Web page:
44

On moral understanding

Levy, David K. January 2004 (has links)
I provide an explanation of moral understanding. I begin by describing decisions, especially moral ones. I detail ways in which deviations from an ideal of decision-making occur. I link deviations to characteristic critical judgments, e.g. being cavalier, banal, courageous, etc. Moral judgments are among these and carry a particular personal gravity. The question I entertain in following chapters is: how do they carry this gravity? In answering the question, I try “external” accounts of moral understanding. I distinguish between the ideas of a person and a life. The idea of a life essayed is of a network of relations to others. The character of those relations, e.g. friendship, is the object of our understanding of ourselves and our lives. I argue that one’s understanding of oneself conditions the context of decision-making. I elaborate one way of making moral understanding answerable to truth using Plato’s metaphysics in the Philebus. Truth is valued and truth is essential to the independence of the moral such that seeming right and being right are distinct. However, truth is neither primary nor exhaustive of morality, because we have additional distinct resources for morally judging others. I turn instead to an “internal” account of moral understanding to answer the question regarding the personal gravity of moral criticism. Using Winch’s work on universalizability and fellowship, I argue that our conception of others must be sufficient to reflect their individuality within our moral understanding. Second, using Gaita’s work on remorse and the lucidity of self-reflection, I argue that the truth about ourselves and the wrong we do others can arrest and constrain our moral understanding and our authority. Moral understanding operates in a social milieu: argument, conversation and rationality. Arguments are grounded in meanings with primary (shared) sense, but solicit agreement in secondary sense—of what is similar, of what follows. Meaning in the secondary sense can be necessarily practical, creating practical necessities within points of view. Accounting for the consequences and understanding of disagreement is identified as pressing. An original contribution is the idea of critical authority. One’s articulation of moral meaning is controlled via the critical authority expressed using critical vocabulary. Accepting another ’s critical authority is based, in differing domains, on our relation to them, e.g. friendship, trust, fellowship. The nature of inter-personal relations are delimited by the critical authority characteristic of those relations. Critical authority explains the independent and personal force of moral criticism. To be intelligible depends on accepting some critical authorities, though I allow for the intelligible repudiation of morality in some circumstances. Wronging someone is explained as denying his critical authority, thus denying his relation to oneself, and thereby undermining his place in the moral world. The consequence of wrongdoing is the disintegration of the moral world. I defend against Nagel’s realism and Korsgaard’s constructivism. Both are committed to judging individuals but their accounts of morality undermine the intelligibility of the personal gravity of moral criticism. Developing the idea of Moral Consensus, I defend myself against the related charge of relativism.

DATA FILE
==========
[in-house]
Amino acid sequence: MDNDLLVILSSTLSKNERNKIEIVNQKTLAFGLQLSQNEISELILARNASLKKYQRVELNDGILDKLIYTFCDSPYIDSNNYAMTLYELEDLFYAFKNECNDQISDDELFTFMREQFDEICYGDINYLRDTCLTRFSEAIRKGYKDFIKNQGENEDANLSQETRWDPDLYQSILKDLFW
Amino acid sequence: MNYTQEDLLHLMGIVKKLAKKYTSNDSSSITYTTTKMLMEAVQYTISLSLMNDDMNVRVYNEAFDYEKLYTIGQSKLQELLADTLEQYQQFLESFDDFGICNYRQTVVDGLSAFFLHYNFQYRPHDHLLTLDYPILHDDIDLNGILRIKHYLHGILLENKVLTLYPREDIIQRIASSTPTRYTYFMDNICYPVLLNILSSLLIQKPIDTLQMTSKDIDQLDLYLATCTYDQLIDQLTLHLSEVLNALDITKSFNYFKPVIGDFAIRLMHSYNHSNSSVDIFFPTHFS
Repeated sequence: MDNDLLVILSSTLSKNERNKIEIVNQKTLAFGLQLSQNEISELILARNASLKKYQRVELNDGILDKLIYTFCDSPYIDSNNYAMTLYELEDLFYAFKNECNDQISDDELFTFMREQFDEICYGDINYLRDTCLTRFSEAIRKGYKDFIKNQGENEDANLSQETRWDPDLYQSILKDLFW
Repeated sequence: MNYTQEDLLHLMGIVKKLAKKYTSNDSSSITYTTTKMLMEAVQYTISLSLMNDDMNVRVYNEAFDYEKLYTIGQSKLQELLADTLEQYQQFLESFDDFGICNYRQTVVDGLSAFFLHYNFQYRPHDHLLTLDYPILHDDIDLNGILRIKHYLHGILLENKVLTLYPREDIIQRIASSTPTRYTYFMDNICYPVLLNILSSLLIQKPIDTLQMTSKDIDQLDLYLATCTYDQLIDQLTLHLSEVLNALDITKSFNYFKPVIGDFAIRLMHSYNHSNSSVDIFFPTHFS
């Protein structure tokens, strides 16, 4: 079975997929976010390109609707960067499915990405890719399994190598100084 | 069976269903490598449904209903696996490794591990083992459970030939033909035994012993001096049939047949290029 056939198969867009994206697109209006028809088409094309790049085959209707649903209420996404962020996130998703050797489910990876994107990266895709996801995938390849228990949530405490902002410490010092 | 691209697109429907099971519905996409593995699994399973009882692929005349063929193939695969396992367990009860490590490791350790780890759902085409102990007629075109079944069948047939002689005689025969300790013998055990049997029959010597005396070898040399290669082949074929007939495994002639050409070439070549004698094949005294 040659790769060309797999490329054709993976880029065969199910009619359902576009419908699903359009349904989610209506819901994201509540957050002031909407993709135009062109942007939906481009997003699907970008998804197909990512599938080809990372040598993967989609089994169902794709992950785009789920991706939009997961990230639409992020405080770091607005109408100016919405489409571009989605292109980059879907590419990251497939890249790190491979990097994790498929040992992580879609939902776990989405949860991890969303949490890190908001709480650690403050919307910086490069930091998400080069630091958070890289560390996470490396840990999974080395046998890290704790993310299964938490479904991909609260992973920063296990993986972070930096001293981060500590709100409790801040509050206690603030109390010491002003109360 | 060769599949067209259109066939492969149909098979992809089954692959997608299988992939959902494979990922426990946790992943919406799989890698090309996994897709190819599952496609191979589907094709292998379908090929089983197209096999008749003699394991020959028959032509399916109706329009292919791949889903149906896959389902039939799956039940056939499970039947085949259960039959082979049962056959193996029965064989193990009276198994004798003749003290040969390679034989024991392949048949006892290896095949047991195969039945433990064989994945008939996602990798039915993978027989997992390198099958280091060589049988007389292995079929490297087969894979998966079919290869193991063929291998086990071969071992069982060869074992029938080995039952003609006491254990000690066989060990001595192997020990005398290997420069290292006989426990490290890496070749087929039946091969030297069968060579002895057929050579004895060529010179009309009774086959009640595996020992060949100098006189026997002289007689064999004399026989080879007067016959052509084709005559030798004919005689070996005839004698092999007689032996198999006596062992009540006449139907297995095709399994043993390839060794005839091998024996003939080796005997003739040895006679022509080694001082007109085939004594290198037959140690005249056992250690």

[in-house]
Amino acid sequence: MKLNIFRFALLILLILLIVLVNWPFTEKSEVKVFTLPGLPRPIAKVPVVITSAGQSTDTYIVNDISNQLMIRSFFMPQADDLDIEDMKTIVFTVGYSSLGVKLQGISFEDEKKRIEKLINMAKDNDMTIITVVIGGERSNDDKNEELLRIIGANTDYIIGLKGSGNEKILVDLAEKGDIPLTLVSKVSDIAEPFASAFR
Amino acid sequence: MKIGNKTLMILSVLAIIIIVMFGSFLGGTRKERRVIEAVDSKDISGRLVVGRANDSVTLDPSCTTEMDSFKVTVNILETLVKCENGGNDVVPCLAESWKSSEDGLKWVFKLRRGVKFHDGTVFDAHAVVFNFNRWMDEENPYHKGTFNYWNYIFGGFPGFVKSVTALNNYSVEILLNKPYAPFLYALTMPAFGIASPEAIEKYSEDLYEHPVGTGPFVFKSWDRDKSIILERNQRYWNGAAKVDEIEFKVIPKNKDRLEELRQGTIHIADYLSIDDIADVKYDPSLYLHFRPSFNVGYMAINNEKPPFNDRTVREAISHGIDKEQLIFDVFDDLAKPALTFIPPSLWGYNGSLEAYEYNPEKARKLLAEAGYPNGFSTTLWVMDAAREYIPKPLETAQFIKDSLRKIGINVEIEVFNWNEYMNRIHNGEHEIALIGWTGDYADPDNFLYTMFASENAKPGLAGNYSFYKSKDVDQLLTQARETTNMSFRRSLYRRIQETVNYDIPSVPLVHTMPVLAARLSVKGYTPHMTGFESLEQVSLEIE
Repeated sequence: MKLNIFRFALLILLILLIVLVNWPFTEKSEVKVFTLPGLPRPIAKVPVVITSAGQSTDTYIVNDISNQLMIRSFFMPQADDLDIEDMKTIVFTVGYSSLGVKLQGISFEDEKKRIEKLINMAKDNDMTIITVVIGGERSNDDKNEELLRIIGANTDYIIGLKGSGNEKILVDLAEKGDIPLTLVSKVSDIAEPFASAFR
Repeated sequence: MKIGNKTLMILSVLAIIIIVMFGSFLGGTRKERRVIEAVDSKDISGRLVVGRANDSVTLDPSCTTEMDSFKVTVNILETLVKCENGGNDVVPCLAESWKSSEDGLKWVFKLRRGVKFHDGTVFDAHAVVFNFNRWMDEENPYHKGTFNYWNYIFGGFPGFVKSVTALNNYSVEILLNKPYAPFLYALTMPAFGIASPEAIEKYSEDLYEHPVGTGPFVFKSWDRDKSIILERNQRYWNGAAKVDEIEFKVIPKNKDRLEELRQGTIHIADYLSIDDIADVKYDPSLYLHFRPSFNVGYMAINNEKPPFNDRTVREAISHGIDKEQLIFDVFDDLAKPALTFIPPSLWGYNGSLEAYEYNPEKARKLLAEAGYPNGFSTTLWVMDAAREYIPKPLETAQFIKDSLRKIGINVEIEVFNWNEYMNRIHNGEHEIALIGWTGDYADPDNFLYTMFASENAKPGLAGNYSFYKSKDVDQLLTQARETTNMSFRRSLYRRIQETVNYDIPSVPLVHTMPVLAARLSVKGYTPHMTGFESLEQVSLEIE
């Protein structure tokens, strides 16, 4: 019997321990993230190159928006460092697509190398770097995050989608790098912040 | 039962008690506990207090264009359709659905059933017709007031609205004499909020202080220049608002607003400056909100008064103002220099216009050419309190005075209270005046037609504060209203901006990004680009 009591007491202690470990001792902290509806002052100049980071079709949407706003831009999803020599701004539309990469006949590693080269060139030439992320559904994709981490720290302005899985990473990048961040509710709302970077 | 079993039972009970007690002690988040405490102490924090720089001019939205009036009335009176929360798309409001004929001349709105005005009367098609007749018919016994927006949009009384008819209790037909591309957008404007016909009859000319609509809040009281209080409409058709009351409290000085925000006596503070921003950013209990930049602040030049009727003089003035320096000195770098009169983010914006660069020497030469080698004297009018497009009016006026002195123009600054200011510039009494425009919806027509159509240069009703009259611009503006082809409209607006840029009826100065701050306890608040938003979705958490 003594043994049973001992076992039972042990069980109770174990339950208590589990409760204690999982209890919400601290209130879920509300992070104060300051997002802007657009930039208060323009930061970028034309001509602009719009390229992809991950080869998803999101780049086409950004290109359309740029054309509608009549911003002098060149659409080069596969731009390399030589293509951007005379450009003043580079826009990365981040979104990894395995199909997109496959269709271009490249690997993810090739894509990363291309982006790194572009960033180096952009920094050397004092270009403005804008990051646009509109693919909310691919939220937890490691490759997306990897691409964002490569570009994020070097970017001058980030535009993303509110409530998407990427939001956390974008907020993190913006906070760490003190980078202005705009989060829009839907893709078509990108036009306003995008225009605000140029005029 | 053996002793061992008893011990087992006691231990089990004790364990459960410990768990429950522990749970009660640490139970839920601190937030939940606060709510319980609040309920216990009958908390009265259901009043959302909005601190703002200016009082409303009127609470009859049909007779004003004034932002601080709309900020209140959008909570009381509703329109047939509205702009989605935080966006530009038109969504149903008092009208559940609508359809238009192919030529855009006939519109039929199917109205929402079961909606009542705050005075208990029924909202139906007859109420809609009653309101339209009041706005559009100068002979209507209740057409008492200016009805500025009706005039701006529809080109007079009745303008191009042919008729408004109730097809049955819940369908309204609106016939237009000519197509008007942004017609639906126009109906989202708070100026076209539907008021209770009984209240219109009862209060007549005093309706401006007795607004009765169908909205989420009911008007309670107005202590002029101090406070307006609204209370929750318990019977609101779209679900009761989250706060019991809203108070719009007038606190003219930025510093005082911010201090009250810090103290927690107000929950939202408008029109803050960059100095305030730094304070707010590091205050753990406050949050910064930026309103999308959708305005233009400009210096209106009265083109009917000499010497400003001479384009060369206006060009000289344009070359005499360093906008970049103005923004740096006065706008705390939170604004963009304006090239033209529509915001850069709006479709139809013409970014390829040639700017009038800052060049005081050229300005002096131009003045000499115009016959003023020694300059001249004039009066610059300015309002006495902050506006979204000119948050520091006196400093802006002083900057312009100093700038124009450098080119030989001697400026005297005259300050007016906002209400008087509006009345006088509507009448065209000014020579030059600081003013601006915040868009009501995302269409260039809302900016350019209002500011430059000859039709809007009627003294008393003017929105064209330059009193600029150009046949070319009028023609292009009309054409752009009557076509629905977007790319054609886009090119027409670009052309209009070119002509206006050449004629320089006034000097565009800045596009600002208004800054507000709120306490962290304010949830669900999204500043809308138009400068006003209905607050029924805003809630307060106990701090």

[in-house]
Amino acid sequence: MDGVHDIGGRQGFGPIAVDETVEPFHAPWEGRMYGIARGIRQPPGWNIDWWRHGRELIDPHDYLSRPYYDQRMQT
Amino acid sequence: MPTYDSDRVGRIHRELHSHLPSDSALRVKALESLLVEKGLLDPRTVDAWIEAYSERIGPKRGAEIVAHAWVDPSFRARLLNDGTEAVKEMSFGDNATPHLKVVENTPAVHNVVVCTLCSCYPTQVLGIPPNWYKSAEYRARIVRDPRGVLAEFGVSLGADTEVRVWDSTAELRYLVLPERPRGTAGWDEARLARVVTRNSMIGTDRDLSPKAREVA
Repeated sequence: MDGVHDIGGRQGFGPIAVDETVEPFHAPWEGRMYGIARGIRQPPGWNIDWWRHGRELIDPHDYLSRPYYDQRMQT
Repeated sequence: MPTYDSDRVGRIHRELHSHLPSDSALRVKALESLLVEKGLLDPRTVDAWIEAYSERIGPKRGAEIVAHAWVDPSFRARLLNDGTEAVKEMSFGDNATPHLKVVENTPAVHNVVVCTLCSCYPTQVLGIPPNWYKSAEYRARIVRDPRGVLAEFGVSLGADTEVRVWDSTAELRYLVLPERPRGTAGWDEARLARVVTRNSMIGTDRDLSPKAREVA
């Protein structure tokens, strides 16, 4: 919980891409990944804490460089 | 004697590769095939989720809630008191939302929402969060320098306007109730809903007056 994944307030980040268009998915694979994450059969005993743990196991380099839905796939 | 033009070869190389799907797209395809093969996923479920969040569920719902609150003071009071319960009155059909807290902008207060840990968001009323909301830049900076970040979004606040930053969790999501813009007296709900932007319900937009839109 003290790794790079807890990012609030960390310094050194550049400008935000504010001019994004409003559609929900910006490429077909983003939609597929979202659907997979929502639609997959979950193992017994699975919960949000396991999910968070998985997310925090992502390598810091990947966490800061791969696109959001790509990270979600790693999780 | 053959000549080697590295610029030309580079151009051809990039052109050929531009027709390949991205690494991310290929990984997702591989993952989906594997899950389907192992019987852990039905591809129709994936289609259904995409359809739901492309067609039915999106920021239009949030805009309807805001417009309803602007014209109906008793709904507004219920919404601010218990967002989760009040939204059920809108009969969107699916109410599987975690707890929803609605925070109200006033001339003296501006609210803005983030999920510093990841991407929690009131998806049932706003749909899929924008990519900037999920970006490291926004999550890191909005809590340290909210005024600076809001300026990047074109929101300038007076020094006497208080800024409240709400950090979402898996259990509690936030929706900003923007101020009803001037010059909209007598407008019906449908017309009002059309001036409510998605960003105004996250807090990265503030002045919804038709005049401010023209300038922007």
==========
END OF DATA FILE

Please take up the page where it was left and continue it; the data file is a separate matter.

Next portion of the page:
45

Alan Gewirth and the political community

Brown, Stephen A. January 2002 (has links)
No description available.
46

The methods of moral inquiry : an inquiry into the problem of justification in moral epistemology

Fanaei, Abolghasem January 2003 (has links)
No description available.
47

Equality, responsibility, and wrongdoing

Watkins, Jeremy January 2003 (has links)
No description available.
48

Katherine Philips and the discourse of virtue

Byrne, Tracy J. January 2002 (has links)
No description available.
49

Reasonable bounds : concerns and the structure of practical deliberation

Seidman, Jeffrey Sarbey January 2002 (has links)
No description available.
50

Intuitions, moral understanding, and emotion : defending the doxastic account of moral intuitions and their use in moral inquiry

Margaritidis, Chrysovalantis January 2015 (has links)
No description available.